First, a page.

Regulation will make a big difference to how start-ups raise funds and how investors make money. Much of what blockchain start-ups do falls into already-regulated territory – it’s just that the regulators haven’t caught up with events yet. Our industry has to recognise that regulation is coming like it or not. We embrace it or we fall foul of it.
As agencies – like the SEC in the USA – start to make moves against what is going to amount to illegal activity other actors in the blockchain community are reading the writing on the wall – and taking positive steps to help create the safer working, innovating and investing environment that would be so good for our industry.
What’s more, in banking there are trillions of dollars-worth of financial products that are ripe for tokenising. That’s too good to pass up on. But the financial world is highly regulated – if one of blockchain’s next steps is to thoroughly upend banking and finance then it absolutely has to be ultra-compliant. Our industry is already recognising regulation as an opportunity for wide-scale mainstream success and is taking increasingly bigger steps to be regulatory-friendly.
The danger is that the rate of new token offerings carries on at breakneck speed with none of the dangers being addressed. If serious players in the blockchain/cryptocurrency world itself don’t speak highly of the quality of new offers then what is industry and the wider public to make of it?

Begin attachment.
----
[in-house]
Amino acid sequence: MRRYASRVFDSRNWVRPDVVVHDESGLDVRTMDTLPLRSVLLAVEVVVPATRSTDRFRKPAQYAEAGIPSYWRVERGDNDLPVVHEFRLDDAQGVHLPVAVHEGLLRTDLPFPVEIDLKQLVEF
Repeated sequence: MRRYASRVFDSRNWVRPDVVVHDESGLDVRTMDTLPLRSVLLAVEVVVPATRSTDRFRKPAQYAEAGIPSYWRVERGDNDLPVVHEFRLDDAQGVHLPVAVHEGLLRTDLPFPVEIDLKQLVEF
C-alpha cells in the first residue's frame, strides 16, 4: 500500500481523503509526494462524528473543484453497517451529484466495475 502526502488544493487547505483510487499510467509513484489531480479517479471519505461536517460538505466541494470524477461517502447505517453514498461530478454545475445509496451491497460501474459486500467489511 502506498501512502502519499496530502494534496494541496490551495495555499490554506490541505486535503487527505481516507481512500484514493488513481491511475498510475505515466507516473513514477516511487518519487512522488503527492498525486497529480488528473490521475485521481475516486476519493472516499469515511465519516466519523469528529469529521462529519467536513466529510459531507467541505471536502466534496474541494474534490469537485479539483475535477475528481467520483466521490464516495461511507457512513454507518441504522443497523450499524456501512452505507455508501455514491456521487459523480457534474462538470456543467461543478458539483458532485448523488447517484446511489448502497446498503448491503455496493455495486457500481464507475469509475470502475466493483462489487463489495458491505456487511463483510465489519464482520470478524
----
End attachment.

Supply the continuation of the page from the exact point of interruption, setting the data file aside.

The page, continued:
Thankfully, it looks like our industry is sufficiently self-aware that it not only recognises this but is willing to act on it.
The blockchain/cryptocurrency/token industry is still in its infancy. As with any big new disruption the early days are full of mis-steps, opportunities and people looking to exploit loopholes. But loopholes close, people grow wiser and as the industry matures we can expect the wrinkles to be ironed out.
We’re moving in that direction. Various regulatory bodies across the world are recognising that new coin or token issues resemble other, regulated activities and are expecting rules – that usually protect both firms, investors and users – to be obeyed. As attention grows scammers will be regulated out of contention, foolish investors will have fewer opportunities to burn their money and firms issuing new tokens will have to provide concrete product ideas in order to attract serious-minded interest.
This is all very good for blockchain technology and cryptocurrencies.
And remember, when the hype is done and the dust has settled what underlies this industry is a powerful, innovative, problem-solving blockchain. And that’s not going anywhere.